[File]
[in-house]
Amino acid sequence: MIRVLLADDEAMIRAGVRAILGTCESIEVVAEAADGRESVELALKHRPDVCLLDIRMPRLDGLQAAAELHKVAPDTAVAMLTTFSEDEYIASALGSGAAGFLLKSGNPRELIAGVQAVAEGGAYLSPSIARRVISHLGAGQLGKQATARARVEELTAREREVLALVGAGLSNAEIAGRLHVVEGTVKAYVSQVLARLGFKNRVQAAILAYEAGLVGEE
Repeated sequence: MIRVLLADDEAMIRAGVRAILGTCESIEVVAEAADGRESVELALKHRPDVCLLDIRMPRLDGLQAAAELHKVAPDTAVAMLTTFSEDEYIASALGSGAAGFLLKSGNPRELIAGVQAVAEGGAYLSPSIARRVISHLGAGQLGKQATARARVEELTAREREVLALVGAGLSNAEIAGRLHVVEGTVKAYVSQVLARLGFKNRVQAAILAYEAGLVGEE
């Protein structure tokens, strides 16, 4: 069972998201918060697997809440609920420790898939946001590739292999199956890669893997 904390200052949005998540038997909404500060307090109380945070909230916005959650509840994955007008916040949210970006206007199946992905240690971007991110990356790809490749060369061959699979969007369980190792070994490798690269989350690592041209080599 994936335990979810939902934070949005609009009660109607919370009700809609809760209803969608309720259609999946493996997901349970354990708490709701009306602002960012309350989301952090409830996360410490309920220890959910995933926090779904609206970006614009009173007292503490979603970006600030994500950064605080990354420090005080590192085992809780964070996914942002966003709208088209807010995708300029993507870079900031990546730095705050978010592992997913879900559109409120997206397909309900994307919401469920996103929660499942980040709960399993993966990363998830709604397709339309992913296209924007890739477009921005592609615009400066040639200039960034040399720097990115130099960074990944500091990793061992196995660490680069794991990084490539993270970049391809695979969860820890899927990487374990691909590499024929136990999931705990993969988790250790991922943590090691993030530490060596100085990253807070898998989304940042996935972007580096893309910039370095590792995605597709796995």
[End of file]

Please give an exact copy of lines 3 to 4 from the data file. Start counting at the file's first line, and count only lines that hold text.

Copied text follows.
Repeated sequence: MIRVLLADDEAMIRAGVRAILGTCESIEVVAEAADGRESVELALKHRPDVCLLDIRMPRLDGLQAAAELHKVAPDTAVAMLTTFSEDEYIASALGSGAAGFLLKSGNPRELIAGVQAVAEGGAYLSPSIARRVISHLGAGQLGKQATARARVEELTAREREVLALVGAGLSNAEIAGRLHVVEGTVKAYVSQVLARLGFKNRVQAAILAYEAGLVGEE
């Protein structure tokens, strides 16, 4: 069972998201918060697997809440609920420790898939946001590739292999199956890669893997 904390200052949005998540038997909404500060307090109380945070909230916005959650509840994955007008916040949210970006206007199946992905240690971007991110990356790809490749060369061959699979969007369980190792070994490798690269989350690592041209080599 994936335990979810939902934070949005609009009660109607919370009700809609809760209803969608309720259609999946493996997901349970354990708490709701009306602002960012309350989301952090409830996360410490309920220890959910995933926090779904609206970006614009009173007292503490979603970006600030994500950064605080990354420090005080590192085992809780964070996914942002966003709208088209807010995708300029993507870079900031990546730095705050978010592992997913879900559109409120997206397909309900994307919401469920996103929660499942980040709960399993993966990363998830709604397709339309992913296209924007890739477009921005592609615009400066040639200039960034040399720097990115130099960074990944500091990793061992196995660490680069794991990084490539993270970049391809695979969860820890899927990487374990691909590499024929136990999931705990993969988790250790991922943590090691993030530490060596100085990253807070898998989304940042996935972007580096893309910039370095590792995605597709796995």